There is a weight of expectation that can burden the journey to such jewels of humanity. It is a nagging pressure that can quickly submerge the entire adventure of those who’ve studied the contested histories and meanings surrounding these ancient sites in preparation for the very day of revelation. Prior to visiting Petra, the Jordanian city carved into sandstone by the long-forgotten Nabataean civilization, a friend declared without hesitation that it was one of only two places, alongside Venice, which had exceeded his expectations. Such words weighed heavily upon my own sense of anticipation.
The suspense mounted as the complex drew closer. Through the Siq (meaning literally ‘the Shaft’) we moved. This narrow gorge of towering sedimentary rock was simultaneously claustrophobic and enthralling. Study both sides and one can appreciate the geological split, its edges softened by water, which created this tantalising passageway. Though just over a kilometre in length, we were seemingly treading deeper in the desert sands such is our seeming lack of progress.
After several false dawns, a slither of the Treasury finally appeared before us, bathed in the numbing glare of the mid-morning sun. That first full glimpse was the definitive one; the memory that endures even after you’ve indulged the entire complex. It was the moment that framed the rest of the journey into this vast complex of temples and tombs.
Alas, the Treasury is little more than a facade, like one of those erected on a film set. The twin figures of Castor and Polydeuces, a symbol of hope and redemption, still stand prominent beneath dancing Amazons. The sculptures are almost as distinct as the day they were carved. It is truly magnificent. Were it not for its colour, one could easily conclude that the Treasury was carved out of marble, such is the prominence of its columns and arches. The variations of light throughout the course of the day make it almost impossible to determine the actual shade of this compressed rock. From pink to white to red to orange to yellow, it does not possess its own or a single shade that can proffer a fixed and definitive description. It is constantly in a state of flux. Blink and it will appear differently. As the sun recedes, so a new dimension of shadow is at play, with all its menacing shades of grey.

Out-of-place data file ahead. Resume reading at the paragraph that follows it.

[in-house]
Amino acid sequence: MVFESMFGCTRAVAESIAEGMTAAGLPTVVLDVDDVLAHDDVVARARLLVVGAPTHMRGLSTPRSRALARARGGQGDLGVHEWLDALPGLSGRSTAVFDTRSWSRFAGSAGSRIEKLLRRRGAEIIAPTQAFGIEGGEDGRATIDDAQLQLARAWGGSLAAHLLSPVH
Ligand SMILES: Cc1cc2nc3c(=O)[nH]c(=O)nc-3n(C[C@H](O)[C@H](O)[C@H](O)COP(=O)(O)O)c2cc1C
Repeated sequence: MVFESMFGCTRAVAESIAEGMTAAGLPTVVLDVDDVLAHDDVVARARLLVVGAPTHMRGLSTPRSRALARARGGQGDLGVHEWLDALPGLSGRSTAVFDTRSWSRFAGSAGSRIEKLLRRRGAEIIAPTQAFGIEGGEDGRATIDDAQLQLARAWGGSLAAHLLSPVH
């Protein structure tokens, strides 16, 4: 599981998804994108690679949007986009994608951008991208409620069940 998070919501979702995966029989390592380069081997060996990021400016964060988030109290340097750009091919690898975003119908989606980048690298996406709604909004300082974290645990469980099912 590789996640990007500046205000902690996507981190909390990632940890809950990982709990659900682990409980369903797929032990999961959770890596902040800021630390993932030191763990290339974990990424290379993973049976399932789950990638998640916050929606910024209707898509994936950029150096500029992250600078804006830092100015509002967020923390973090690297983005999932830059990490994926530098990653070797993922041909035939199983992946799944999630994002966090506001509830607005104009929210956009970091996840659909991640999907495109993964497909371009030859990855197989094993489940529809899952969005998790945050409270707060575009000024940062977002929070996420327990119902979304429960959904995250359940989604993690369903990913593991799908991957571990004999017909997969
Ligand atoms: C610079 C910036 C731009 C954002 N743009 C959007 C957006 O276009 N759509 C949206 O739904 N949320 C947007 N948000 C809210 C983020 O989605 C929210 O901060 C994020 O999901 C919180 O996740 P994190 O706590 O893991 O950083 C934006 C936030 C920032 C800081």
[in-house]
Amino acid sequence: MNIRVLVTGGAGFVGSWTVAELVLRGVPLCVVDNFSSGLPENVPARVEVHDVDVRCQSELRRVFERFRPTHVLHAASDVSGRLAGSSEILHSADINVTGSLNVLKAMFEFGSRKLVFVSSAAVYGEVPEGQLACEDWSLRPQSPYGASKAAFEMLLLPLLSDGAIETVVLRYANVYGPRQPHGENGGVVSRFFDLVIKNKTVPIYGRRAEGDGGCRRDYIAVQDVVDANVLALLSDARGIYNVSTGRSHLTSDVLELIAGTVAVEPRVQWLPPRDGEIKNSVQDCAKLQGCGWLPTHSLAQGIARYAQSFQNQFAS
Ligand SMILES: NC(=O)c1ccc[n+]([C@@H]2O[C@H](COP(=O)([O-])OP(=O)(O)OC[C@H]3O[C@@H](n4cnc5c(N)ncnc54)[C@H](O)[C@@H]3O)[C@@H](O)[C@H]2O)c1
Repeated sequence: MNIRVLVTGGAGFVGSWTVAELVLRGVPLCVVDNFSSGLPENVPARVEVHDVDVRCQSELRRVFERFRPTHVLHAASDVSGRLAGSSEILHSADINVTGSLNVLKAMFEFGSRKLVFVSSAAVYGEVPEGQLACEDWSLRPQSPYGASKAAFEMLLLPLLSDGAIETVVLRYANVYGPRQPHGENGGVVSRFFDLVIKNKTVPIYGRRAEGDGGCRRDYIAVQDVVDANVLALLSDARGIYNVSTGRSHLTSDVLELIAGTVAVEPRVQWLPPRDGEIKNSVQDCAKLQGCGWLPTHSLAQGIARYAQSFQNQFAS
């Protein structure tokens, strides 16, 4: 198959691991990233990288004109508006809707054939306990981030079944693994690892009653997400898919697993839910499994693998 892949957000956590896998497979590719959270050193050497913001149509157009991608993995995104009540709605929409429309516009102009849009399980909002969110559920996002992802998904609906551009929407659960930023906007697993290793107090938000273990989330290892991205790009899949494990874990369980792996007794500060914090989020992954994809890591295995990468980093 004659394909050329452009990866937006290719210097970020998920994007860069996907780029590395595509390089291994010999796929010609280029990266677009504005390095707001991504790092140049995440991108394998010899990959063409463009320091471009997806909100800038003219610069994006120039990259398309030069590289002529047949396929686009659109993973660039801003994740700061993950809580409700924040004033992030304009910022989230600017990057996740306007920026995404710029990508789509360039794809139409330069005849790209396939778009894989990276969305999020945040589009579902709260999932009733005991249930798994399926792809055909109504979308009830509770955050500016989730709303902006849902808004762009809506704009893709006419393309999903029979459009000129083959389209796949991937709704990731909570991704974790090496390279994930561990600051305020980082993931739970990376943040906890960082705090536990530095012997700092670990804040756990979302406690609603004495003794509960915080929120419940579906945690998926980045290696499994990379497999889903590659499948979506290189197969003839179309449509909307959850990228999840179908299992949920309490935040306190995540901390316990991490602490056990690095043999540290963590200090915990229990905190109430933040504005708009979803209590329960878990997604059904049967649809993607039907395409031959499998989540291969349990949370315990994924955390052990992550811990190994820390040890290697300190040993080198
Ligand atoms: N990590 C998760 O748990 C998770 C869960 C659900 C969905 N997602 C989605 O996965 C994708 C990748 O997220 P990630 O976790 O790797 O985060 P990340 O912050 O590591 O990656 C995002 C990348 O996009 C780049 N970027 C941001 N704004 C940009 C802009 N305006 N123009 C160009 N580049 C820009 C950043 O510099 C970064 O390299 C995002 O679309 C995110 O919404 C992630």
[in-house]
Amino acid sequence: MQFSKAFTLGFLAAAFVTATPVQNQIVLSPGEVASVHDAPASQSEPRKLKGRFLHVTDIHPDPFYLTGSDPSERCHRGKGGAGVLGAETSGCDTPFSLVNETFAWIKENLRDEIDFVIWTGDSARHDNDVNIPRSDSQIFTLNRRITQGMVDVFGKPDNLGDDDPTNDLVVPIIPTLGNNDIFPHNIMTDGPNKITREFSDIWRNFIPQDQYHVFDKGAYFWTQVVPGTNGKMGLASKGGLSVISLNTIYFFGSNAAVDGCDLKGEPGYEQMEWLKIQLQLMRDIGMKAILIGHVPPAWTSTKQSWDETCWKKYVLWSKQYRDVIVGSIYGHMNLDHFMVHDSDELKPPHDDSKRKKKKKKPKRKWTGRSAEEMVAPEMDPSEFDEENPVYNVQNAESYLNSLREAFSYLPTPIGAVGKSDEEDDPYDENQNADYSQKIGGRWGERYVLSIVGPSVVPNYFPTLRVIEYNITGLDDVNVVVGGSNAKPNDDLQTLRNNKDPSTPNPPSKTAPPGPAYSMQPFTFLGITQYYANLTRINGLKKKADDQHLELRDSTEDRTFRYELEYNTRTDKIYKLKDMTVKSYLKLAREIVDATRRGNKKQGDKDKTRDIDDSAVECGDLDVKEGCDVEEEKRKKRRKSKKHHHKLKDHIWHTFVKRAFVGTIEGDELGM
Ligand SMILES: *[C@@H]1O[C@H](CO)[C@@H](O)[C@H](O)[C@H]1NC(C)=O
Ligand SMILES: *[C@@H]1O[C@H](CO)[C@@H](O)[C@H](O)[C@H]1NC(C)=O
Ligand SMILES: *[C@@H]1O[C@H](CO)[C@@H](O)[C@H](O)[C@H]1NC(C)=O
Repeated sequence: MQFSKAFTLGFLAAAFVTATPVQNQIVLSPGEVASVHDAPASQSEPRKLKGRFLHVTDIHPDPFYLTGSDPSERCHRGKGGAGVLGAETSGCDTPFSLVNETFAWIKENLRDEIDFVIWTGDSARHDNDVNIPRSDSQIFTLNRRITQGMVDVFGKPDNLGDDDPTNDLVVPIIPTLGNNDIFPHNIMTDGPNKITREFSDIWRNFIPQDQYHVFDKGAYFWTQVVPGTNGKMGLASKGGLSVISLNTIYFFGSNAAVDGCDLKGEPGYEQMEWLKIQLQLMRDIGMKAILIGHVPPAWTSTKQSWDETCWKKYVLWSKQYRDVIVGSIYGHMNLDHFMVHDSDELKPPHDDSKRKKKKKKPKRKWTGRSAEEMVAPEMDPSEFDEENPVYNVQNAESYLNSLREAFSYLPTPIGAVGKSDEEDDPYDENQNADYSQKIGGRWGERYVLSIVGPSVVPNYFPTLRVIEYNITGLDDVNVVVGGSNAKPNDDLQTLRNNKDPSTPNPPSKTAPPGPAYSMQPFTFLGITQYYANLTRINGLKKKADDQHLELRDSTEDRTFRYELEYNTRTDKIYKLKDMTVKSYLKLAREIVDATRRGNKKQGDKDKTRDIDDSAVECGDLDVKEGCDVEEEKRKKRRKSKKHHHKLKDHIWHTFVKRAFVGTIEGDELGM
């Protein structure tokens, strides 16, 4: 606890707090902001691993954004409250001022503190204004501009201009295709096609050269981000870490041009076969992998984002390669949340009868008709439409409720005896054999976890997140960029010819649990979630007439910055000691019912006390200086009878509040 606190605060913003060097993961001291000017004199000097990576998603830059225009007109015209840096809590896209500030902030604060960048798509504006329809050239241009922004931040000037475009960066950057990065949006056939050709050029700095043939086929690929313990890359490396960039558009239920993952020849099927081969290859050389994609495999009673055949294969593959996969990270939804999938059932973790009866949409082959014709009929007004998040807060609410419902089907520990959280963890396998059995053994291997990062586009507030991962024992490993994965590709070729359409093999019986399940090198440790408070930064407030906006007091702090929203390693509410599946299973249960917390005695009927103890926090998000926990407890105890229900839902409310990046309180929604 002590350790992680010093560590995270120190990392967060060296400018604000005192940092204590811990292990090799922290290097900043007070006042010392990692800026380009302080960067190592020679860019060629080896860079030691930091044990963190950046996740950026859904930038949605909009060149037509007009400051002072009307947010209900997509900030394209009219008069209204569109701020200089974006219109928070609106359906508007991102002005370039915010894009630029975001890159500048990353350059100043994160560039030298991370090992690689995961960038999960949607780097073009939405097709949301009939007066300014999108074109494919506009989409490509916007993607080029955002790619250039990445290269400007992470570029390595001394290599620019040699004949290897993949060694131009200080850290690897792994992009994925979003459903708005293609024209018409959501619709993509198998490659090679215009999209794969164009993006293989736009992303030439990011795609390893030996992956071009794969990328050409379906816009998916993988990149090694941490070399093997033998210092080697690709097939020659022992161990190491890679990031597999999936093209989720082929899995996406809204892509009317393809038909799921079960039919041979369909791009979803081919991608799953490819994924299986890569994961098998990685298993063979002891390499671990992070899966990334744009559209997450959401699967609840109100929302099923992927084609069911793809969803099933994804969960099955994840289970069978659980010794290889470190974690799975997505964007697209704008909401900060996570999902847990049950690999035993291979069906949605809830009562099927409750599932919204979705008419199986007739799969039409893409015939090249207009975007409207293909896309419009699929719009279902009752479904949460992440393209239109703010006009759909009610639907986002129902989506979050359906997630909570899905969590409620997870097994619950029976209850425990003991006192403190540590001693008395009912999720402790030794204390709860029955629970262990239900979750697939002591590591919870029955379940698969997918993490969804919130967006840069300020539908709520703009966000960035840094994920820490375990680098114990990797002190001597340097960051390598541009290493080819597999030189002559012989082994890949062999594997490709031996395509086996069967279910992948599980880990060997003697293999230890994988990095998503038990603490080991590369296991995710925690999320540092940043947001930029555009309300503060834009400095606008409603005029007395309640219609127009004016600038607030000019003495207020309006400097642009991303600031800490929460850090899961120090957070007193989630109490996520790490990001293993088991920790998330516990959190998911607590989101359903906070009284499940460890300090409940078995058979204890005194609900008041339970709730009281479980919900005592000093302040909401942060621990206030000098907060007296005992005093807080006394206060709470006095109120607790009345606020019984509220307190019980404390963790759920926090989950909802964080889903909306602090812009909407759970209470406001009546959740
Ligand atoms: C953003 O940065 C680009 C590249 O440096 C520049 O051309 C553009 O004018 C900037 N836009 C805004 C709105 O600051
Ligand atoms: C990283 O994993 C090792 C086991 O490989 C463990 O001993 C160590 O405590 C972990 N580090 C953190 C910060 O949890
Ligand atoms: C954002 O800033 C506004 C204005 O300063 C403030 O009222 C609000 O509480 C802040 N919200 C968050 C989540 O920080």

Plenty of light has been shone upon this place, not least by films such as ‘Indiana Jones and the Last Crusade’. Thomas Edward Lawrence, better known as 'Lawrence of Arabia', further popularised Jordan and the wonders of its people and scenery through his memoirs, ‘Seven Pillars of Wisdom’, which inspired a 1962 epic starring Peter O'Toole. In 2007 Petra was named one of the seven new wonders of the world, alongside the Taj Mahal, Machu Picchu, the Great Wall of China, Chichén Itzá El Castillo, the Christ the Redeemer statue, and the Colosseum. From being virtually abandoned to the elements, Petra has assumed its place amongst the pinnacle of world heritage.
The Treasury’s name derives from the Bedouins’ belief that it boasted valuable treasures once belonging to an Egyptian pharaoh. Look up at the funerary urn on its upper course and you will see where bullets have been expended in a vain attempt to liberate its supposed wealth. Other treasures have been plundered over the centuries. Now tourists replenish some of the lost wealth. Teenagers offer tourists an Instagram-friendly service on their mobile phones, replete with filters and vantage points which reify one’s memories of the monument and moments. From a rocky outcrop, one can be photographed in a pensive pose, reflecting upon the number of likes and hashtag possibilities. Hawkers here move with the times, creating an offering most unsuspecting tourists didn’t realise they needed or wanted. Camels slumbered in the expanding shade. Watch the Arab revolt in Aqaba scene in ‘Lawrence of Arabia’ and one’s perception of camels as mild-mannered, servile creatures, plodding across the desert with seemingly endless endurance, will be eternally challenged. One staggered to its feet to transport the hind of a crimson-faced sightseer. That this complex remained lost for many centuries, at least to those beyond the immediate vicinity, only adds to its allure. It was rediscovered in 1812 by the Swiss explorer, Johann Ludwig Burckhardt, whose knowledge of the local language and customs helped endear him to the community and gain access to the site. He is more than deserving of the designation 'explorer'; a term which seems to apply no longer to voyages on land, only those of space and the deepest seas. Though much of the wealth may have been plundered, there is likely more still to be excavated. Today’s treasure hunters employ satellite imagery and drone photography to scour the landscape for signs of structures beneath the accumulations of sand over the last almost two millennia. The work is painstaking.
Yet Petra is more vulnerable than most world heritage sites to deterioration, with only flimsy fences to hold tourists back. Fingertips run across the rock face, displacing a few more precious grains. As more and more eager hands descend upon this gem, a safer distance will have to be ensured. The weight of expectation acts as a magnetic force, drawing people forward in search of an additional sensory dimension that would be considered criminal in an art gallery. It is a place that lingers in the mind even of a then three-year-old. ‘Petra, Petra!’, he shouts when finding a fridge magnet in an apartment he is visiting. For often it is the memories and emotions of others, particularly those dearest to you, that help meet and surpass the very expectations that accompany such journeys.
Ian is a writer based in the Balkans. He is the author of 'Dragon's Teeth - Tales from North Kosovo'. Follow Ian on Twitter @bancroftian.
Currently in: Belgrade, Serbia — @bancroftian